On 7 October 2008 an article appeared in The Times called The camp that ‘cures’ homosexuality. The reporter Lucy Bannerman took a little trip to an Exodus International conference where she met some people who were intent on kicking their Same Sex Attraction (SSA).
The article is interesting, but it left me feeling sad, unbelievably sad, that beautiful people are still putting themselves through these sorts of programmes. I know of several people who have been involved with these sorts of organisations, all of whom have now accepted their sexuality as part of who they are. The damage that is caused when people try to change their true nature can be catastrophic, and I still believe that some people will never recover from the emotional trauma they are put through. Not only is damage done to those people who attend the programmes but the assertion that marriage is evidence of healing” also means that spouses, and children, are damaged too. The idea that getting married and living this fake life is evidence of healing scares me. Living an inauthentic life can never be evidence of true healing.
Instead I believe that individuals who truly find out who they really are, and who learn to celebrate their identity are those who truly find healing. I have been involved with Courage for many years and originally they were an ex-gay ministry… these days though they are gay-affirming and it feels like a very different place to be. Jeremy Marks who heads up Courage is mentioned in the article…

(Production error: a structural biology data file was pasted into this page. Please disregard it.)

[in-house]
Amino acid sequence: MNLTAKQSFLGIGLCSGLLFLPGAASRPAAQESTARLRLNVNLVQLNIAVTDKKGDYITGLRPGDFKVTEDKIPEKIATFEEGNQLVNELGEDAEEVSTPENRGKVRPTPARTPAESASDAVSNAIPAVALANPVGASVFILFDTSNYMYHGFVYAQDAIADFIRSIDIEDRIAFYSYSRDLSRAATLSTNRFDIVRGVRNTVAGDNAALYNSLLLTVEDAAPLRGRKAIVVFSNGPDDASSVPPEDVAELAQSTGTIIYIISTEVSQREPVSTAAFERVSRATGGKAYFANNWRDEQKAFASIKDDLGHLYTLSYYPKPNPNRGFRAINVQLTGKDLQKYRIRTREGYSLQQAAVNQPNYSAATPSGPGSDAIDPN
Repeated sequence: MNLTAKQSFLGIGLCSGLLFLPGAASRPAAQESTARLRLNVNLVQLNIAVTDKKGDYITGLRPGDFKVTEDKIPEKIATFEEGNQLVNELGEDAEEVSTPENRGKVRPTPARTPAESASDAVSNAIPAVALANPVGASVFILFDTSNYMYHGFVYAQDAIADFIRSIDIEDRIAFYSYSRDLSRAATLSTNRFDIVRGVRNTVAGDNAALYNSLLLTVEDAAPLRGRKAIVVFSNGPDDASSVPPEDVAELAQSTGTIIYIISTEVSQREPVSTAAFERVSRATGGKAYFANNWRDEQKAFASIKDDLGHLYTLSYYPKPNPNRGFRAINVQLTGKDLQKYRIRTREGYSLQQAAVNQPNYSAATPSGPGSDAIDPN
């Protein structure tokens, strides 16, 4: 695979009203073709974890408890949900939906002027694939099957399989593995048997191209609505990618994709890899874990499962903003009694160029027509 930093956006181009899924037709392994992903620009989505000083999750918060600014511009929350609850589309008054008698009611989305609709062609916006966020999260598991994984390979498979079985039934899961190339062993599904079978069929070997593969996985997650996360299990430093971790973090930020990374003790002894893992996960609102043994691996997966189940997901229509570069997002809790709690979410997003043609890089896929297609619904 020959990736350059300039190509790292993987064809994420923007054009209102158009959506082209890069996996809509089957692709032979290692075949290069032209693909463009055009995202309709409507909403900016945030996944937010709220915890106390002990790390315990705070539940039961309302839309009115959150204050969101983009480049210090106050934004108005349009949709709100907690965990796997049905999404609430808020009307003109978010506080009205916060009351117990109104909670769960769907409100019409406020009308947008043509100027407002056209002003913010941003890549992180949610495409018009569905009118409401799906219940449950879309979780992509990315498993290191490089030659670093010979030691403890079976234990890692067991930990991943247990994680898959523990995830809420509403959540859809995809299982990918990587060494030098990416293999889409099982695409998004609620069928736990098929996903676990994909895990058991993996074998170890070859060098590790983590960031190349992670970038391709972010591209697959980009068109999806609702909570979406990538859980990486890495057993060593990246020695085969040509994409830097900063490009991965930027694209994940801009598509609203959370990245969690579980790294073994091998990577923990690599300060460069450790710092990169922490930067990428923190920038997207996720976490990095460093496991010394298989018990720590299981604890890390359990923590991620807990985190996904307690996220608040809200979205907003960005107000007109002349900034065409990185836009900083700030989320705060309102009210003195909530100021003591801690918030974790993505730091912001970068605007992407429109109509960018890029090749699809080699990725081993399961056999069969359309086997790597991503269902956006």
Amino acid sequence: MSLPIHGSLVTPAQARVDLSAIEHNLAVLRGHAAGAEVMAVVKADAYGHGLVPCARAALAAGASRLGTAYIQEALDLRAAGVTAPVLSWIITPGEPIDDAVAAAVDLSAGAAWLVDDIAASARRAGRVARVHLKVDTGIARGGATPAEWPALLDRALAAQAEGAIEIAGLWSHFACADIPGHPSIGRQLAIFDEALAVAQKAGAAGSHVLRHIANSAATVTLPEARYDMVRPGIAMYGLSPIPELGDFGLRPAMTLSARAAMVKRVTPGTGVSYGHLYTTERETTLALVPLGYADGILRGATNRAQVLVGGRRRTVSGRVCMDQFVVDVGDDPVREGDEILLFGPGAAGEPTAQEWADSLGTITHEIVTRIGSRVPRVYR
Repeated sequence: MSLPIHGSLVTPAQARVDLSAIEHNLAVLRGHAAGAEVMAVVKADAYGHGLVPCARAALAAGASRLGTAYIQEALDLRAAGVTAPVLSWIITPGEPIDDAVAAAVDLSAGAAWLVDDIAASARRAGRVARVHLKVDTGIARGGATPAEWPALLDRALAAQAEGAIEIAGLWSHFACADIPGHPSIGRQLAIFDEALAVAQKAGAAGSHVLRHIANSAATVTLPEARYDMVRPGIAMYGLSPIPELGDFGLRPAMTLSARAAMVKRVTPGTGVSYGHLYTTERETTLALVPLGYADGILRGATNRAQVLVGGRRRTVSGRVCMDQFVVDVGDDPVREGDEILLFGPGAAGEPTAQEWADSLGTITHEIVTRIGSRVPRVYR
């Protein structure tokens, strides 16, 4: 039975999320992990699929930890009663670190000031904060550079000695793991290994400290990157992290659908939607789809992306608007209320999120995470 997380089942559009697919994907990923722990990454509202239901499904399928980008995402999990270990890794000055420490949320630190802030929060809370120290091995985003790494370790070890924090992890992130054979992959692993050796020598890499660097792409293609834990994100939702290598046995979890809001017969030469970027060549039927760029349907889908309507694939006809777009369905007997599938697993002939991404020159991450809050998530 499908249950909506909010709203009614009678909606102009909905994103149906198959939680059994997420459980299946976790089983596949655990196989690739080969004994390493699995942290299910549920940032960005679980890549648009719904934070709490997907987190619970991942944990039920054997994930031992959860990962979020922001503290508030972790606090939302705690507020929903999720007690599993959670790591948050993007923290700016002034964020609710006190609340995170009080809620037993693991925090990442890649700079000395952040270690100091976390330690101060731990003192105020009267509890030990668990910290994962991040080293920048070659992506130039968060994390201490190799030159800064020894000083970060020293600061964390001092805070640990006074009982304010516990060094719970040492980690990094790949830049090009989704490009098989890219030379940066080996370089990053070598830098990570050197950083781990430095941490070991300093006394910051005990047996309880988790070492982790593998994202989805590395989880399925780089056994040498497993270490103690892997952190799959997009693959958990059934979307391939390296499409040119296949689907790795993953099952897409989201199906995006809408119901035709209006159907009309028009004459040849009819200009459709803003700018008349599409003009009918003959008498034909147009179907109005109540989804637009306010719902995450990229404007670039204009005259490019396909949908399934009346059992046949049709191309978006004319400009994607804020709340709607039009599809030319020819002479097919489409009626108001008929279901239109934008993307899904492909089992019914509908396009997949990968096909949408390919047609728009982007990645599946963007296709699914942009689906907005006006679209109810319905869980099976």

“One ex-gay leader who has come to the same conclusion is Jeremy Marks. A mild-mannered 56-year-old from Surrey, he pioneered one of the first ex-gay networks in the UK. But after ten years, the attempted suicide of a former resident led him to question the value of SSA therapy. He found that, rather than helping people, it led to depression and dysfunctional behaviour. They stopped going to church, stopped going to work, he recalls. The only ones who appeared to be doing well were those who accepted that they were gay and got on with their lives. Marks is now openly gay and runs Courage, a support group for gay Christians.”
To be honest I think he nails it with this quote…
Really, what the ex-gay movement is all about is salving the conscience of the Christian leaders who don’t like to be accused of homophobia, he says. That way they can say we don’t hate gays – look how we are welcoming them’.
The article also mentions Peterson Toscano who is an ex-gay survivor and along with Christine Bakke set up an organisation called Beyond Ex-Gay They offer help and support for those who have been through ex-gay movements and allow them to share their stories, often stories that have been hidden for many years behind layers of guilt, shame and a sense of failure.
Whilst organisations such as Exodus exist the need for people like Peterson and Christine will continue. We need those who have gone before to share their stories and show that the pressure that is put on people to conform to a particular set of values, roles and identities is not necessarily the right way. We need people to show that there is light at at what might be a very dark tunnel for those who struggle with their sexuality and identity. We also need those people who are straight allies. Those who will share the pain, stories, tears and the hopes and fears with those who are trying to work things through. We need people to advocate in our churches, who will continue to suggest that ex-gay programmes do not work and in fact will be damaging for the beautiful LGBT people in our congregations.
Life would be so boring if we were all the same. Who wants to be surrounded by people who are identical clones? Let us share in the glorious mess of humanity, the wonderful different people we come across and celebrate the individuality we find around us every day.